What's Holding Back an Alzheimer's Breakthrough?
Throughout my life, I have been inspired by science’s unique ability to transform and improve lives. We see evidence of this power every day. A century ago, influenza and pneumonia were America’s leading causes of death: Today, we possess the potential to eradicate cancer deaths for people under 80 by 2050. This is stunning progress.
Unfortunately, for all that science has accomplished, it has yet to achieve substantial breakthroughs in the devastating area of Alzheimer’s disease. For instance, by simply examining ClinicalTrials.gov, Jeffrey Cummings, director of the Cleveland Clinic Lou Ruvo Center for Brain Health, and his colleagues found a mere 0.4 percent success rate for Alzheimer’s drug candidates during the 2002 to 2012 period. Accordingly, since 2004, while no new Alzheimer’s drugs have been approved by the FDA, the number of Alzheimer’s patients has swelled to 5.4 million in the United States alone.
As somebody whose career is devoted to developing Alzheimer’s treatments, I am often asked about this slow progress. As the FDA approves dozens of new medicines each year, naturally, people wonder why so few are indicated for a disease that impacts so many. There are many reasons why developing new treatments for Alzheimer’s disease has been exceptionally challenging, but to help clarify the situation, I have tried to identify five that stand above the rest:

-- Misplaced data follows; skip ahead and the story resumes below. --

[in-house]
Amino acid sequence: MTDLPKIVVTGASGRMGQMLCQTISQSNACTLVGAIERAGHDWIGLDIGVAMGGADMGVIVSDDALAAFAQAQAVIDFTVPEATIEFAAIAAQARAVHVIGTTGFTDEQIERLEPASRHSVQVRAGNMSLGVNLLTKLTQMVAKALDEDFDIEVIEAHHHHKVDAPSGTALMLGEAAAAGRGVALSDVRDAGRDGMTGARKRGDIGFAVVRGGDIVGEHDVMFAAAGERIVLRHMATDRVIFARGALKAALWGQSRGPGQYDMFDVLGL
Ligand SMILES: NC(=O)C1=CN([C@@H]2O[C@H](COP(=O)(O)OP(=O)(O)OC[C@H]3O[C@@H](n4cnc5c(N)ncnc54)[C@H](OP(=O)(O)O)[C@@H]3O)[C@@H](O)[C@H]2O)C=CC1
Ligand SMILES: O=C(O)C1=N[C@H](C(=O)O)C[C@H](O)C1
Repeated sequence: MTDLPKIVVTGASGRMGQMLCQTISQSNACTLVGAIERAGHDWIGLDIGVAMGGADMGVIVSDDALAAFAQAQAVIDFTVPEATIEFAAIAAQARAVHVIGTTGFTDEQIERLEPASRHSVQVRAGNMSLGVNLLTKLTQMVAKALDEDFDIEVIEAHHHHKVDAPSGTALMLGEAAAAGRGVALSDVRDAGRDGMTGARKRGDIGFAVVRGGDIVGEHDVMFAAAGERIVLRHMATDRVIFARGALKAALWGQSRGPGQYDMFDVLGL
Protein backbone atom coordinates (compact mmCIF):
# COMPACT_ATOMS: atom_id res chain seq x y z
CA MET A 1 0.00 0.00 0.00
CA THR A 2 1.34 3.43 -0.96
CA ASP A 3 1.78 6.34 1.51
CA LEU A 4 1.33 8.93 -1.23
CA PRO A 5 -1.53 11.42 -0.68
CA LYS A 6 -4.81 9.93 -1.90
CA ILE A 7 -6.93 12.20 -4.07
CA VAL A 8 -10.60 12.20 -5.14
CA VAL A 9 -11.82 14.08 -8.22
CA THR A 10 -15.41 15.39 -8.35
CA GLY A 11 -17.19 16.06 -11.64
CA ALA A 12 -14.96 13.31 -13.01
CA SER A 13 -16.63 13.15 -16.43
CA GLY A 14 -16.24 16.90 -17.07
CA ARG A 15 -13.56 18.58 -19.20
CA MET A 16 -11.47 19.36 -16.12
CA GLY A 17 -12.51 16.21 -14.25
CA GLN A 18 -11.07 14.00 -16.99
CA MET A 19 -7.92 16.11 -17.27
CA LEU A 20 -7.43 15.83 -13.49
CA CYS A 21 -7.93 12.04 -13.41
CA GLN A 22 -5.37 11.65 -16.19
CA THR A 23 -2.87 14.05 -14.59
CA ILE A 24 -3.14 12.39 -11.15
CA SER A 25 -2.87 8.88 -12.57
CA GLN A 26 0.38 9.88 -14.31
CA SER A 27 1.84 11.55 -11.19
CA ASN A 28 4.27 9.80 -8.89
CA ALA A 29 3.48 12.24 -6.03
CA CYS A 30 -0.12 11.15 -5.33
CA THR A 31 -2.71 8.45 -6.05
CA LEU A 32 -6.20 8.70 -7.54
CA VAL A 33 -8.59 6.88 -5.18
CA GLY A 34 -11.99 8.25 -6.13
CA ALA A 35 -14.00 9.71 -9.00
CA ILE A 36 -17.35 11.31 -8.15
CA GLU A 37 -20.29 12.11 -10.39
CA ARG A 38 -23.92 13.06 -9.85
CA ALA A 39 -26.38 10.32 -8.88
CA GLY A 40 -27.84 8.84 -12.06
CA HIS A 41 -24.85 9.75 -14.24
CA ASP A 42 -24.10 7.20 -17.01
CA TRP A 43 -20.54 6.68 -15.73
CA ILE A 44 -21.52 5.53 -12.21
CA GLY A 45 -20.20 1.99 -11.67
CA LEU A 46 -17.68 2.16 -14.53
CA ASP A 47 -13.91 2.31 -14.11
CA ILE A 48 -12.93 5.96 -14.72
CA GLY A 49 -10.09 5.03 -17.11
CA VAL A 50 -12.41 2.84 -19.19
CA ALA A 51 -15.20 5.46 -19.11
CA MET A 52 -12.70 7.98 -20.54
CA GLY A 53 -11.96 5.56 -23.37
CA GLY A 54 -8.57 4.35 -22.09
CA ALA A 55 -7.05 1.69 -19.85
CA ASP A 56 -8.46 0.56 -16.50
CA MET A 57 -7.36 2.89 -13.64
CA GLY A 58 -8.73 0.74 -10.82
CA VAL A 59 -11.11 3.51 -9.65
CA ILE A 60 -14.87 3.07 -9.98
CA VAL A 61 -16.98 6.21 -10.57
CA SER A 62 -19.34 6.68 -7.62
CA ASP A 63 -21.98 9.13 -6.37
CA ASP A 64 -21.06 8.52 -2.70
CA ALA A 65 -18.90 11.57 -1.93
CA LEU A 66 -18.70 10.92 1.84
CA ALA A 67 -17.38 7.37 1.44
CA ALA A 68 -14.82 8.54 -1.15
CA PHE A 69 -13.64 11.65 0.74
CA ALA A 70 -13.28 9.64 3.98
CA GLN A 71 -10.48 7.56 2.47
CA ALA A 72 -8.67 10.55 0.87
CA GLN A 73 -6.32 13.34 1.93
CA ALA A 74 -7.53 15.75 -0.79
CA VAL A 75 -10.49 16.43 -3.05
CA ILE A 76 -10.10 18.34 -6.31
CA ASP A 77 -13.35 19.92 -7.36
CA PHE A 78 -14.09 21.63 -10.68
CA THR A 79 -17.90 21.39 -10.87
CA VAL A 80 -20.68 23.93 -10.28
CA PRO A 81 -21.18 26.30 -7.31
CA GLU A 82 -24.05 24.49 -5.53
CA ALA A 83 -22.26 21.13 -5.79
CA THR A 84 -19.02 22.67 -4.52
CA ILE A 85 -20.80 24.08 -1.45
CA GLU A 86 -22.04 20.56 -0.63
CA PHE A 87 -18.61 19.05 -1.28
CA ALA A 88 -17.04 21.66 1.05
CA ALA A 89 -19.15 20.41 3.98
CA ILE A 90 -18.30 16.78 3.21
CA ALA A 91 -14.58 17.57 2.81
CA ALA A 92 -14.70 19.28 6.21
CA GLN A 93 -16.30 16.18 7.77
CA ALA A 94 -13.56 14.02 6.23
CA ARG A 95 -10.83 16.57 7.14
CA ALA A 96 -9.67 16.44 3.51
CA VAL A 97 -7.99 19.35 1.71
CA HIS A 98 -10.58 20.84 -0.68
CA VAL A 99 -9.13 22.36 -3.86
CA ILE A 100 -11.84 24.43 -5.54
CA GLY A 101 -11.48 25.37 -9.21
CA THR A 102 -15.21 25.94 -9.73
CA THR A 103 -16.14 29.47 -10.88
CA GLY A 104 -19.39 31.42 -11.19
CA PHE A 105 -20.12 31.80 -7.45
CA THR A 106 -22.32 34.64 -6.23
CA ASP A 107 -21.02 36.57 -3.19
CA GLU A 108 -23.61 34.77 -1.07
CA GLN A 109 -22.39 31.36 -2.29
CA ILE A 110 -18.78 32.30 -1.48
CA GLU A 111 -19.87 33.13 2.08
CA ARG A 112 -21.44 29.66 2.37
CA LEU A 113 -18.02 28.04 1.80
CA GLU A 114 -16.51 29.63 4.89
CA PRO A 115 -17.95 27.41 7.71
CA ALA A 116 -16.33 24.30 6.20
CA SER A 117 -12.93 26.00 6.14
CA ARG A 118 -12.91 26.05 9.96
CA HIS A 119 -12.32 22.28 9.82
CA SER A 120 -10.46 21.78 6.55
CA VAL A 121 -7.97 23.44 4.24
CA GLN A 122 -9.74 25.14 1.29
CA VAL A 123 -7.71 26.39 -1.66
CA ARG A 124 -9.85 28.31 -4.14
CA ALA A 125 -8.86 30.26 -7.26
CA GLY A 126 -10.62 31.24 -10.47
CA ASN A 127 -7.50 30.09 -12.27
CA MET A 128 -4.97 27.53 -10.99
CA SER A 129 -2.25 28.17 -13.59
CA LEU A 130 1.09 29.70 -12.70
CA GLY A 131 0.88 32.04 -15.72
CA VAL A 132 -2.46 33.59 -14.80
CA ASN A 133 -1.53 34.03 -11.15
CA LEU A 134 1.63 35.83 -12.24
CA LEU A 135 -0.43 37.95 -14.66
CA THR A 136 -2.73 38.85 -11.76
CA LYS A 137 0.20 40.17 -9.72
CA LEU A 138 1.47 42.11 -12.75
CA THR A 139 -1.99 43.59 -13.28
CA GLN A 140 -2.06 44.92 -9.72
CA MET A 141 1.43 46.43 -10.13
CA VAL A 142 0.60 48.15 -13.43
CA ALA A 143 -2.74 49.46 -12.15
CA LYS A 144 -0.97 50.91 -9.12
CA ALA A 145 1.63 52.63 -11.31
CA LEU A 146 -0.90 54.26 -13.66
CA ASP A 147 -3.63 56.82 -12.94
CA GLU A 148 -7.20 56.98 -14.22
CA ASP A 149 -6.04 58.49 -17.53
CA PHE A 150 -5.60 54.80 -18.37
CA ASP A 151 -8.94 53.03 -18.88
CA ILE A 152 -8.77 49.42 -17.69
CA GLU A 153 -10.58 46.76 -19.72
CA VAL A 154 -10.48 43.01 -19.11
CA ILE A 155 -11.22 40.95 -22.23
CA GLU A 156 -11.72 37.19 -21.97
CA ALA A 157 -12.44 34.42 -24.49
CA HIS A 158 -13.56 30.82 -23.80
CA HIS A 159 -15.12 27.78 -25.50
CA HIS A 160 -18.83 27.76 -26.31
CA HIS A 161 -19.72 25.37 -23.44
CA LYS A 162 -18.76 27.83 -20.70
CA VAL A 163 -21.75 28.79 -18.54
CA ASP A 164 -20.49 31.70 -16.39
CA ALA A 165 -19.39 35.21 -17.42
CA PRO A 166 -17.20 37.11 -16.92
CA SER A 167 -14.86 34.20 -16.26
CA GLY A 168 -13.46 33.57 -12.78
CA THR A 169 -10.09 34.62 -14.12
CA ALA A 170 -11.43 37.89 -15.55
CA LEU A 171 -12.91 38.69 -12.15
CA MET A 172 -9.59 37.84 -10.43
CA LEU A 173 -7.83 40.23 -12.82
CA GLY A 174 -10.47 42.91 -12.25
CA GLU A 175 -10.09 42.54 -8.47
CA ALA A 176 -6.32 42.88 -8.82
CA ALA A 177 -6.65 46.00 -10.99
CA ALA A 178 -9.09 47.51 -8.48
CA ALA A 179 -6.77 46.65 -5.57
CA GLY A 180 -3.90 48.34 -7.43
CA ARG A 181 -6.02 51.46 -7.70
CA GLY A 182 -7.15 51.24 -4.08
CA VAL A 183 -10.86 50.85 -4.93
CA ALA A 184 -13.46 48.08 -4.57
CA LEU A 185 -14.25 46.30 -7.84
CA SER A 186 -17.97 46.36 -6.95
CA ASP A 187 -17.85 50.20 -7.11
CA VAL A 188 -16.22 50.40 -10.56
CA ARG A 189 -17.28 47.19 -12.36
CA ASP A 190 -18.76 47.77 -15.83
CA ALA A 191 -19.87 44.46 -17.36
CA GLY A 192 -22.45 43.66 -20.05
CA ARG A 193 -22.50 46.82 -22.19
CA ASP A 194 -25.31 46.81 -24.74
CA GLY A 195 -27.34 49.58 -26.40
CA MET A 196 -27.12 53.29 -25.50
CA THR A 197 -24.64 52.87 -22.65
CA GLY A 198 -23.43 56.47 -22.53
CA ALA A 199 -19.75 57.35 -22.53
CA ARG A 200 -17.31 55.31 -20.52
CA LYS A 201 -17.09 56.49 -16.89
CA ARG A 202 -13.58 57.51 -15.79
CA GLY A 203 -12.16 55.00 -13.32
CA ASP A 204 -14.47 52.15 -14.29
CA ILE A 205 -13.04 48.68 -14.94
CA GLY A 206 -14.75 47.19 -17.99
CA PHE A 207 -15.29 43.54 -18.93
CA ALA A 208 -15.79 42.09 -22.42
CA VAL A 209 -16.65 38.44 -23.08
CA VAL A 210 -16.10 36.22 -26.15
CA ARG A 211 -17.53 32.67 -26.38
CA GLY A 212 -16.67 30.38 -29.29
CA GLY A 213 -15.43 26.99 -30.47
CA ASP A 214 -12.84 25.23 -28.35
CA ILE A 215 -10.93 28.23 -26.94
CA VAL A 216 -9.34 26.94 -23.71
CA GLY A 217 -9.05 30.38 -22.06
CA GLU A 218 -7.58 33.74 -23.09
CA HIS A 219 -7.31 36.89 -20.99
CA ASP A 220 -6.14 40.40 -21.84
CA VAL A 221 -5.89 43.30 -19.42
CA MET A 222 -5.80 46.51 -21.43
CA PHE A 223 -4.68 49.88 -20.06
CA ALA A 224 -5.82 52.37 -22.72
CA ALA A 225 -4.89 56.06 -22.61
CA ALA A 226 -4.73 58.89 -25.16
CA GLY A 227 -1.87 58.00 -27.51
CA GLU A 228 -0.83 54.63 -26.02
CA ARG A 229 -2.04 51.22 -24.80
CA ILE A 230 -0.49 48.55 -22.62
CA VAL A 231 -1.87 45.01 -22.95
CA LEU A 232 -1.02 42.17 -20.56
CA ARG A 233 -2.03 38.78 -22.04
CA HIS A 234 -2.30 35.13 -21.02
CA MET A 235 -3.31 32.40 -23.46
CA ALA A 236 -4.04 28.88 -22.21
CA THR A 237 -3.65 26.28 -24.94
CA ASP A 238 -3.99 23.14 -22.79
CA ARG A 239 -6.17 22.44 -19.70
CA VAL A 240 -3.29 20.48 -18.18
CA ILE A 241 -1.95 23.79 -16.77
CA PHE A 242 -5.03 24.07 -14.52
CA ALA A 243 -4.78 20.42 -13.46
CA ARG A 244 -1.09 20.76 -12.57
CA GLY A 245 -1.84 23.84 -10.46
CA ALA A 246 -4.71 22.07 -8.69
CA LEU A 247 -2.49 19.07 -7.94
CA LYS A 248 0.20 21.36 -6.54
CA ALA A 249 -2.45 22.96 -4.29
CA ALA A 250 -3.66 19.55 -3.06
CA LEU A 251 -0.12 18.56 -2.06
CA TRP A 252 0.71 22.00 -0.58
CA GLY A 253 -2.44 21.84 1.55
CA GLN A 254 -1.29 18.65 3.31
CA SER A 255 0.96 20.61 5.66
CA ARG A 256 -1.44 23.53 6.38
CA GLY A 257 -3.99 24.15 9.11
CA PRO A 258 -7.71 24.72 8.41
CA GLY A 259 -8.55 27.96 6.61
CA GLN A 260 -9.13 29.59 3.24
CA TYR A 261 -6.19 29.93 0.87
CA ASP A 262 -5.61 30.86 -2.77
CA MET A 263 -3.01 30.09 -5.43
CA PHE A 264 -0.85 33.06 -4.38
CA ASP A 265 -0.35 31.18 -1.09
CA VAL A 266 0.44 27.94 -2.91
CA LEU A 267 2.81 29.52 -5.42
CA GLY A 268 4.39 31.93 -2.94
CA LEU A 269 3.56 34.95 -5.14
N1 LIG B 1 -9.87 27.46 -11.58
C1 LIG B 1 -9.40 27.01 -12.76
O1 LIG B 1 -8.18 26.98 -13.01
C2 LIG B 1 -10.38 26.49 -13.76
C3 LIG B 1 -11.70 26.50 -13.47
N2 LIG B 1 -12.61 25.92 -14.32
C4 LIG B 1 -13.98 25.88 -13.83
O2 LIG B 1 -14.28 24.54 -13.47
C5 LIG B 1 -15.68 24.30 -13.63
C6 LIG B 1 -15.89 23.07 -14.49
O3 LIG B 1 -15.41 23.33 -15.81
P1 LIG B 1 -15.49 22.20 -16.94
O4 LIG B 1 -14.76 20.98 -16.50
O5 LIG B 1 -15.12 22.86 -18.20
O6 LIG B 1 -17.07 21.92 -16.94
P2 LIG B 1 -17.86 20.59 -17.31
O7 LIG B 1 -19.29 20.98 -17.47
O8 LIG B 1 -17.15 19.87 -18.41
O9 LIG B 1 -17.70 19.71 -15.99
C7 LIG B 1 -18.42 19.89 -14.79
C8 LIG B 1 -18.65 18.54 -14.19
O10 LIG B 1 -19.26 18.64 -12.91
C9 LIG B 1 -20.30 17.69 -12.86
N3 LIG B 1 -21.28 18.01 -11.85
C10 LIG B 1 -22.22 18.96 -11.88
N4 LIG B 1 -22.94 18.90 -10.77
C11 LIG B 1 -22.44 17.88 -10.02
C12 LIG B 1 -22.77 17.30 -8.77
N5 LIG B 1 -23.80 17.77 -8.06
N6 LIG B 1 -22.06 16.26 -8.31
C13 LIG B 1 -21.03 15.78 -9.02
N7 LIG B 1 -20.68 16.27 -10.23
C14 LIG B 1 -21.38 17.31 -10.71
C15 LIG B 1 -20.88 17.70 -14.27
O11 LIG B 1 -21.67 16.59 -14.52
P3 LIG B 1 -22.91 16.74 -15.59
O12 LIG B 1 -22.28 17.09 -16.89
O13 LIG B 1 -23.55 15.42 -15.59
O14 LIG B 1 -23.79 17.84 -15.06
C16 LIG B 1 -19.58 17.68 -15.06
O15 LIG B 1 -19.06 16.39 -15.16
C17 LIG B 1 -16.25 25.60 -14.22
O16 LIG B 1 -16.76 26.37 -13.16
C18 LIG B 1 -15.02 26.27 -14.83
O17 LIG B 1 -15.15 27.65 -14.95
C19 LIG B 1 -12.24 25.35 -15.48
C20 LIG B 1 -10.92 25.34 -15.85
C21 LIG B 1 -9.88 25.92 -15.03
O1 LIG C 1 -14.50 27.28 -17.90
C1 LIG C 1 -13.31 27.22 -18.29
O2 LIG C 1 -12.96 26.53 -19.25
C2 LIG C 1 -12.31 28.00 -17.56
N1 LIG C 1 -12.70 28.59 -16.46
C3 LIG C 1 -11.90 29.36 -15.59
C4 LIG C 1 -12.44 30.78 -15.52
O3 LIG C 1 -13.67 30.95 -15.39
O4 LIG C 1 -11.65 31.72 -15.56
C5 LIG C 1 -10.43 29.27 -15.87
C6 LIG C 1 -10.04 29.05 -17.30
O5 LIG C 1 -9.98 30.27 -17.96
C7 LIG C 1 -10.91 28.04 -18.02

1. The brain is the human body’s most complicated organ.
According to the Tufts Center for the Study of Drug Development, medicines aimed to treat brain disorders take 35% longer to develop, while achieving roughly half the approval rate of molecules intended for other therapeutic areas. This is because the brain is an incredibly complex instrument. While it is finely tuned to preserve its own health, sometimes its natural guards prove to be its own worst enemies as it relates to drug development. For instance, humans naturally employ a “blood-brain barrier.” This barrier serves an important function, as it acts as a gatekeeper to our central nervous system, allowing in blood, water, glucose, and critical amino acids while blocking the arrival of many hazardous neurotoxins. Unfortunately, at times this means that potentially beneficial drugs are unable to reach their intended targets. Because of this, we are too often shooting in the dark and only hoping that the medicines we have formulated are actually arriving at their planned destinations.